Ever since Viagra and other prescription medications plastered their names across NASCAR and other properties in the early 2000s, pharmaceutical companies have used sponsorship to help cure their marketing woes.

But dark clouds may be looming on the horizon.

Responding to the billions of advertising dollars spent to promote prescription products, the American Medical Association in November 2015 adopted a policy that seeks to ban consumer advertising of prescription drugs and medical devices.

Physicians cited concerns that the growing number of ads is driving demand for expensive treatments despite the clinical effectiveness of less costly alternatives.

The United States and New Zealand are the only two countries in the world that allow direct-to-consumer advertising of prescription medications, according to the AMA. Advertising dollars spent by drug makers have increased by 30 percent in the last two years to $4.5 billion, according to Kantar Media.

While a small but growing portion of that money is spent on sponsorship, the impact of any such ban is expected to have limited impact. Pharmaceutical companies use sponsorship for any number of objectives (raise awareness of medical conditions, engage employees, etc.), not just product promotion.

Still, any ban would most likely impact spending at the few companies that do use sponsorship to promote products. Some of the most likely sectors to take a hit include motorsports and professional golf.

“If you look across the sponsorship landscape there are only a handful of companies that sponsor on behalf of specific products. I don’t think NASCAR or IndyCar are losing too much sleep,” said an executive with a motorsports marketing agency who manages a program on behalf of a pharmaceutical company.

Below, three hot buttons in the pharmaceutical category.

Promote awareness of medical conditions. Pharmaceutical companies frequently use sponsorship to raise awareness of specific medical conditions, often through partnerships with athletes afflicted with a disease.

Eli Lilly and Co. uses its partnership with Roush Fenway Racing and driver Ryan Reed to raise awareness of diabetes and encourage consumers to talk to their healthcare provider about the medical condition. The company sponsors Reed’s NASCAR Xfinity Series car with the American Diabetes Assn. under the Drive to Stop Diabetes banner.

Lilly also leverages the relationship with Ryan—who has type 1 diabetes—to demonstrate how those afflicted with the disease can still live life to the fullest.

Lilly and the ADA launched the program in 2013 to reach NASCAR fans, a demographic that is prone to diabetes. Nearly three in four NASCAR fans are impacted by diabetes, including those with the disease or who have a friend or family member with the medical condition, according to Lilly research.

“Where is there a need and where is there an opportunity to meet that need? That’s the baseline for sponsorship,” said Mike Mooney, Roush Fenway Racing senior vice president of business operations.

Other companies also support athletes who suffer from specific medical conditions. Novo Nordisk sponsors Verizon IndyCar Series driver Charlie Kimball—who, like Reed, suffers from type 1 diabetes—while Janssen Pharmaceuticals, Inc. in 2014 partnered with NASCAR Sprint Cup Series driver Brian Vickers, who has suffered from blood clots.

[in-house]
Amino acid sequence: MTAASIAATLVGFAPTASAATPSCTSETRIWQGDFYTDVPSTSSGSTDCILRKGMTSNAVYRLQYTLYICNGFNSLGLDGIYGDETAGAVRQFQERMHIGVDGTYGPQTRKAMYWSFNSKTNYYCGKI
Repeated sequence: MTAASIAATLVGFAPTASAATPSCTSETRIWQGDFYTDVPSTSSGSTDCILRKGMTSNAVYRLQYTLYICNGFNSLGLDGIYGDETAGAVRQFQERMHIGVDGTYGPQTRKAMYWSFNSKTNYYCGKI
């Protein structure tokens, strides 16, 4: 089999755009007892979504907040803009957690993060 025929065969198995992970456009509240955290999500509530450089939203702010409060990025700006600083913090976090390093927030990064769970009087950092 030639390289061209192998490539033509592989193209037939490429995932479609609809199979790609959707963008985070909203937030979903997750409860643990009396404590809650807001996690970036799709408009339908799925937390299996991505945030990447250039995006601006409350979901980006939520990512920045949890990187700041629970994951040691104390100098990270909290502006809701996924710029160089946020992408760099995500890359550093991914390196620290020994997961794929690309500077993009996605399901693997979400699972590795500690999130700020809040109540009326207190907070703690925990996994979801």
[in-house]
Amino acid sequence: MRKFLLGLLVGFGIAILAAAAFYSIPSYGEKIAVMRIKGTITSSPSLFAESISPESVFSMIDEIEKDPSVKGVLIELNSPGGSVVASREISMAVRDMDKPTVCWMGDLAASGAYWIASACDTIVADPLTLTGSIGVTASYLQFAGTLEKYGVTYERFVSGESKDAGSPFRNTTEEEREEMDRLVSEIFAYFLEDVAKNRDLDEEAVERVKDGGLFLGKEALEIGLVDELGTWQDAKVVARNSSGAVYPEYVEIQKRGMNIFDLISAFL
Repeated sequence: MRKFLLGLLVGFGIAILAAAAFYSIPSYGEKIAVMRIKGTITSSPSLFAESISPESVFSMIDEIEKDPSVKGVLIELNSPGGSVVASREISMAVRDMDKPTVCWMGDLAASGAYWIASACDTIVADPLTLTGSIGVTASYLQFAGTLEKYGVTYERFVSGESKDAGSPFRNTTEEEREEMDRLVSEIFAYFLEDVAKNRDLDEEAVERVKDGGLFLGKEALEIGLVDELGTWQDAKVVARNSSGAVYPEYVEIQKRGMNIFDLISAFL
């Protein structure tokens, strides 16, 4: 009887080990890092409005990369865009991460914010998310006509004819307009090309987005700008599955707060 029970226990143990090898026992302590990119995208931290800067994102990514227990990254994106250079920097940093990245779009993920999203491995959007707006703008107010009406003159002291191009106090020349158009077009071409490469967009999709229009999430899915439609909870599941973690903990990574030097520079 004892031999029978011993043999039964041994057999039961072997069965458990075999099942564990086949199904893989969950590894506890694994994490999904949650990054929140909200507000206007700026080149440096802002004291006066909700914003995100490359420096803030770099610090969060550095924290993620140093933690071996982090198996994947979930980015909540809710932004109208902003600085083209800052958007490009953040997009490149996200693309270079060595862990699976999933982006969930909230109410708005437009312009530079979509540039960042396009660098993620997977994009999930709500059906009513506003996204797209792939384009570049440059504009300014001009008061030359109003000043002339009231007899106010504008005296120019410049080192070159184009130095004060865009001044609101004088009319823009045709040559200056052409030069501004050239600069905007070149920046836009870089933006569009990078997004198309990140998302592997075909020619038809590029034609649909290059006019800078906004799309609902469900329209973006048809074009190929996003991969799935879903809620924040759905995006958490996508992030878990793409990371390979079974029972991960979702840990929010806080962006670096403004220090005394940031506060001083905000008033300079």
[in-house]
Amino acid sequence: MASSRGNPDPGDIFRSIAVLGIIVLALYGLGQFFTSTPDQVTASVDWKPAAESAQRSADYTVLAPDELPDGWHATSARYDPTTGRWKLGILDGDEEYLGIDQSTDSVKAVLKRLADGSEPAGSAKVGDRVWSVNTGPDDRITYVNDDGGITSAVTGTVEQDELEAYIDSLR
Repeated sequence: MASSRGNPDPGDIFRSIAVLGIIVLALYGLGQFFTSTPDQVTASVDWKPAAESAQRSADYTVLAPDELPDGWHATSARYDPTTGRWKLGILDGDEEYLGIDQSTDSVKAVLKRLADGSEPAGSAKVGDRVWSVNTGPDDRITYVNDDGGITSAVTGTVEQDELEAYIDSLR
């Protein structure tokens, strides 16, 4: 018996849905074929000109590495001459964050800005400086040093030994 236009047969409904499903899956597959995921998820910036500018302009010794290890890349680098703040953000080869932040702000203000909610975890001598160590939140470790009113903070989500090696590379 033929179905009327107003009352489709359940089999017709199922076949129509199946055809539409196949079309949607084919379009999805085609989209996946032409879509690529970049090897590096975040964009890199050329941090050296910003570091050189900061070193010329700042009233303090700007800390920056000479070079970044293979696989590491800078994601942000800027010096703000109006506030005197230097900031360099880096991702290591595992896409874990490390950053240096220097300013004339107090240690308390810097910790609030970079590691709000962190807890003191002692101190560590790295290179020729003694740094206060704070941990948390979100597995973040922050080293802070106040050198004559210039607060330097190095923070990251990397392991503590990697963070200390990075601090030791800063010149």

Vickers was sidelined from the NASCAR Sprint Cup Series in 2015 after lingering issues with the medical condition.

Promote products. Some companies promote specific products as part of awareness-building initiatives, while others stay away from it completely.

Novo Nordisk sponsors Kimball on behalf of NovoLog FlexPen—a product that is used to inject insulin—while Astellas uses its partnership with The PGA Tour to promote Myrbetriq, a medication that helps treat overactive bladder. Astellas promotes the product as part of larger program that champions health awareness among women.

While 44 million people in the U.S. suffer from signs and symptoms of OAB, the majority of consumers who seek treatment are women, according to Astellas.

Lilly does not promote any products under the Drive to Stop Diabetes banner.

“We have a long history in the diabetes community. The Lilly brand has some weight,” said Kevin Cammack, Eli Lilly and Co. senior director of insulin marketing.

Instead of promoting products under the Drive to Stop Diabetes program, Lilly has sponsored two other Roush Fenway Racing drivers on behalf of diabetes medications. Both programs were completely separate from the broader education program.

Lilly sponsored Chris Buescher in 2014 at the NASCAR Nationwide Series race at Homestead-Miami Speedway on behalf of Humalog Kwikpen and Greg Biffle in 2015 at the NASCAR Sprint Cup Series race at Phoenix International Raceway on behalf of Jardiance, a drug for type 2 diabetes.

Each car featured the name of a medication, but not the condition it treats. Promoting medical conditions would prompt the need for product disclaimers, said Cammack.

“If you only have the name of the product and do not talk about the disease, you don’t need a disclaimer. Combining the name of a product and the disease that it treats is when those requirements come into play.”

Engage employees. Like other categories, pharmaceutical companies frequently use sponsorship as an employee engagement platform.

Actelion Pharmaceuticals US, Inc. will use its new title sponsorship of the June 12 Escape from Alcatraz Corporate Challenge to attract and retain talent in the competitive San Francisco Bay market.

“Interest in triathlon has grown to the point where it’s part of our culture. It’s a nice networking and bonding opportunity,” said Bill Fairey, president of Actelion Pharmaceuticals US.